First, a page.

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What are your thoughts on the ubiquity of fonts? Specifically fonts like Gotham and Proxima Nova, especially in recent years with the advent of web fonts. Can anyone use Gotham as an identity anymore? Has overuse on the web ruined these fonts? Proxima Nova is everywhere. As someone who is very interested in branding and how big a role a typeface plays into an identity I can't help but feel like Gotham on Proxima Nova are almost unusable.
Fascinating reading. How Joshua Brustein assesses the split between Frere-Jones and Jonathan Hoefler: "Font War: Inside the Design World's $20 Million Divorce"
I'm looking for a font that is near identical to Gotham Condensed Ultra. I would purchase this font from Hoefler but do not sell this font on it's own but combine it with the set for £500! Anyway, I would love to hear from someone who could suggest a couple of alternatives.
Any ideas? I need a good readable san-serif that will go with Gotham. Gotham will serve as display fonts.
Knowing even one of these would be helpful. Especially the Jill and Matt fonts. Thanks!
The closest font to my observation is Gotham rounded...
Please help me identify the right font.
Referring to the image, which do you feel is the best treatment (most balanced) for small caps?
Top — Caps and small caps using their default settings for weight and size.
Middle — Caps have their weight dropped from bold to medium. Small caps are unchanged.
Bottom - Caps have their weight dropped from bold to medium, and size dropped from 16 to 15. Small caps are unchanged.
Anyone know this font? Almost gotham but C, R & K different.
What say you guys to matching Gotham with Didot for logotype and then DIN for body copy?
I'm looking for a typeface with these features:
- square dots
- base shape for curves: circle
- weights from ultra-thin to bold/black
currently the only one which satisfied these criteria is Gotham by Hoefler.
Please help me!
Ok, so it is that inevitable time in every brand's life when it must be made into a website.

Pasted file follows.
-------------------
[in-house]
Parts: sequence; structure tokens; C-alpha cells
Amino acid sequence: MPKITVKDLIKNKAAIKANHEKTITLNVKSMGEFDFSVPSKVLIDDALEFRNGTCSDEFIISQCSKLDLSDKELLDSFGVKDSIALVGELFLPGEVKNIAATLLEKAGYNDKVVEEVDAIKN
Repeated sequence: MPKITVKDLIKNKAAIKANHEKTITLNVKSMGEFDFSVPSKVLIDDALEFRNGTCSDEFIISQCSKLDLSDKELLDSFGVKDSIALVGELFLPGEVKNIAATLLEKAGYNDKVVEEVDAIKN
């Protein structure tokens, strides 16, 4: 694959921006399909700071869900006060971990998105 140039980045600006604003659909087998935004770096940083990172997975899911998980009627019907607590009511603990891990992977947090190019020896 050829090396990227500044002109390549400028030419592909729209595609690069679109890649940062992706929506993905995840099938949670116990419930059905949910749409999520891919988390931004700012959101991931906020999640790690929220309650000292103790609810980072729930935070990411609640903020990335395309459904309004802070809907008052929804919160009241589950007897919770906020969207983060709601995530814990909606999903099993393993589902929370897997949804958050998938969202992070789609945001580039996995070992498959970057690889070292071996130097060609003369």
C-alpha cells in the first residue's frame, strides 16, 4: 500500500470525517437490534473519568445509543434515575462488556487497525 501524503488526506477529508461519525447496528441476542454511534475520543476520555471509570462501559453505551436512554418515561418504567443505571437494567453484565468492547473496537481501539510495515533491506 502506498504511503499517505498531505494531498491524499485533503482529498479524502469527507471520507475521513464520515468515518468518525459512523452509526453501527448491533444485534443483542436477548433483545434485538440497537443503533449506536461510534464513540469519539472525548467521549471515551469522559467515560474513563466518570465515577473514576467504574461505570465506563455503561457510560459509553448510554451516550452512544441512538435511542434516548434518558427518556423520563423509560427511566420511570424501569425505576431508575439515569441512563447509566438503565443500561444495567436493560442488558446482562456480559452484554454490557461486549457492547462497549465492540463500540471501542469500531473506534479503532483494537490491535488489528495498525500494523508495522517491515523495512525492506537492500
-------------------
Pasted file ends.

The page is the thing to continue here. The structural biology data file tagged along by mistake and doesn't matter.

In this case the printed materials would use Gotham Narrow as a body copy font. The question is, which is more like Gotham Narrow: Tahoma or Verdana, and why?
I have adjusted size and tracking to get all three into the same basic space and configuration. Please forgive any little issues.
I am eagerly awaiting interesting comparative notes. Thanks in advance!
1) Are these a good match?
2) If you had to pick a simple typeface (serif) for the book's body text, what would you choose?
Hello - I'm looking for a free sans serifed font to go with Gotham. I'm designing a yoga schedule and am using Gotham as the type font and need a sans serifed font to use as the headers. I would prefer a free font avail. online. Thanks!
I am designing a brand that will rarely, if ever, be used in print. Screen legibility is crucial. It's hard to explain the context but think "Audi meets The Economist" or something like that.
Web-fonts in high volume destroy loading time to a degree that I can't tolerate, so keep in mind that I need a body font that is a system font and doesn't kill the branding.
Originally I had almost decided on Bodoni and Gotham in various weights (Helvetica as a body font) which was a nice pair, on paper. I have since arrived at Gotham Narrow with Times.